Skip to main content

Mary J. Blige Thanks 1 Music Icon For Believing In Her Before She Believed In Herself

Mary J. Blige has been an icon in the music industry for three decades. But before she was the superstar that she is today, she had a difficult upbringing that affected her self-confidence. Thankfully, one big figure in the music industry believed in her from the beginning

When she first came into the music scene three decades ago, Mary J. Blige gave a voice to countless other young women like her who came from rough backgrounds and dreamed of something greater. But before she became the Grammy-winning icon that she is today, Blige struggled with her self-confidence and self-worth.

Mary J. Blige
Mary J. Blige | Cindy Ord/Getty Images

Mary J. Blige’s difficult childhood and teenage years

Blige has been open in the past about her history with sexual and physical abuse dating back to her childhood. She reflected on her hardest years growing up in her 2021 documentary Mary J. Blige’s My Life.

“I’ve had to physically fight for my life a lot, because, just like my mom, I’m a fighter,” she admitted. “My mom had to suffer a lot of physical abuse as well, so as a little girl I saw her, this little woman, fighting. So when it all started to happen to me, all I could think about was my mom.”

Blige grew up in the Schlobohm housing projects in Yonkers, New York at the height of the crack epidemic. Even though she wanted to be a singer, she didn’t let those around her know her plans.

“It wasn’t like I was running around telling everybody I was going to be a singer,” she admitted. “I didn’t dream big or think for a moment that it was like, ‘OK, I’m going to be this big star,’ because our environment didn’t tell us that. Our environment told us that this was it.”

“I was the little girl that looked at certain artists and certain things on commercials and television shows and movies and wish that I had certain things. But in that neighborhood, someone would get jealous or mad at you for having something — for having a smile, for having a dream,” she added.

“If I was ever dreaming, I didn’t dream anymore, especially when we became teenagers,” she continued. “It just got worse, so I said, ‘I’m not going to let these people see me smiling too much. As a matter of fact, they’re never going to see me smiling.’ I never smiled when I was a teenager.”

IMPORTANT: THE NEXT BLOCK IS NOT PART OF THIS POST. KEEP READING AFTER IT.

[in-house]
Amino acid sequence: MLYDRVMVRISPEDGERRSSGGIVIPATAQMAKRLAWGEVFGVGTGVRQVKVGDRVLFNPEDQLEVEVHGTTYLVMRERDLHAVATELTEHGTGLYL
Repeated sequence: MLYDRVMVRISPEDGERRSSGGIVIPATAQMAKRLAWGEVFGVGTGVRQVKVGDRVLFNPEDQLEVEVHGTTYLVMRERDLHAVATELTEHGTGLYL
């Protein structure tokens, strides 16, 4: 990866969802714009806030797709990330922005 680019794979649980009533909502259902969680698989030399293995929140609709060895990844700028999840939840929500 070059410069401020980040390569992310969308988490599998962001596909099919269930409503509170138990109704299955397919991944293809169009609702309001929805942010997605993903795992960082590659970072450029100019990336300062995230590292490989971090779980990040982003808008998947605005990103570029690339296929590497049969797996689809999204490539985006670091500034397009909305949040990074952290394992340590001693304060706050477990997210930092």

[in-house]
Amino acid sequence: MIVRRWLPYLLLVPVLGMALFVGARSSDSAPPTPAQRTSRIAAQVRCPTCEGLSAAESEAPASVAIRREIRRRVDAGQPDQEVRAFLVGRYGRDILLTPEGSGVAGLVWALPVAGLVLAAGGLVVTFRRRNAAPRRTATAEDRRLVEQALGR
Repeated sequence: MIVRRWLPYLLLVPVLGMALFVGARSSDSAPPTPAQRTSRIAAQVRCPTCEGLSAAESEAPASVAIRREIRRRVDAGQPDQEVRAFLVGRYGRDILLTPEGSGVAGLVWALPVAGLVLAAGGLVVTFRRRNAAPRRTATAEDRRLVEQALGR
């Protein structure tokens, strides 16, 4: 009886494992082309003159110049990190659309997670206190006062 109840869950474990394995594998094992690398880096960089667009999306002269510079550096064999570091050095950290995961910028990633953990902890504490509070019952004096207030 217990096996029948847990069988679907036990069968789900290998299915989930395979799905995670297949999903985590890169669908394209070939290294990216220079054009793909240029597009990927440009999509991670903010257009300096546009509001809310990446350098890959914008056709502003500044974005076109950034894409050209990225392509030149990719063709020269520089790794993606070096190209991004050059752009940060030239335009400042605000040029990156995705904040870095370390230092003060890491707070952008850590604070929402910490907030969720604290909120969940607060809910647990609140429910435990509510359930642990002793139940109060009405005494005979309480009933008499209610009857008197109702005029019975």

Mary J. Blige and Sean "Diddy" Combs
Mary J. Blige and Sean “Diddy” Combs | Johnny Nuñez/WireImage

Diddy has supported Mary J. Blige from the beginning

Blige found herself thrown into the music industry at 19 years old after Uptown Records founder Andre Harrell first heard her voice. She had recorded a cover of Anita Baker’s R&B balled “Caught Up in the Rapture” at a mall recording booth, and practically overnight, she was a signed recording artist.

Music mogul P. Diddy reflected on his relationship with the singer in the My Life documentary. “When I first met Mary, I was working at Uptown. She came to my office and she sung a capella for me,” he recalled. “It was just this raspy, gutter, ghetto tone, pain — just everything that was going on, because there was a lot of pain in the streets. And there was a lot of young Black women who could relate to where she came from. They didn’t have no voice out there.”

“I was like, ‘She is gonna be big, because nobody sounds like her,” he added.

Mary J. Blige attends the 2019 BET Awards on June 23, 2019 in Los Angeles, California
Mary J. Blige attends the 2019 BET Awards on June 23, 2019 in Los Angeles, California | Rodin Eckenroth/WireImage/Getty Images

All the Times ‘That’s So Raven’ Taught Valuable Lessons About Racism, Discrimination, Hazing, Fire Saftey, and Body Image

Diddy’s love for Mary J. Blige was crucial

Blige went on to admit just how big a role Diddy played in her life at the time — and continues to to this day.

“He believed in me more than I believed in myself,” she said honestly. “I didn’t know what I had [or] who I was, but he knew. And he helped me to believe that I was a real artist, and I needed that. I needed that push. I needed that pep talk. I needed that, ‘You got it, sis. You can do it. I’m proud of you.’ I needed everything he gave me, because I was very insecure.”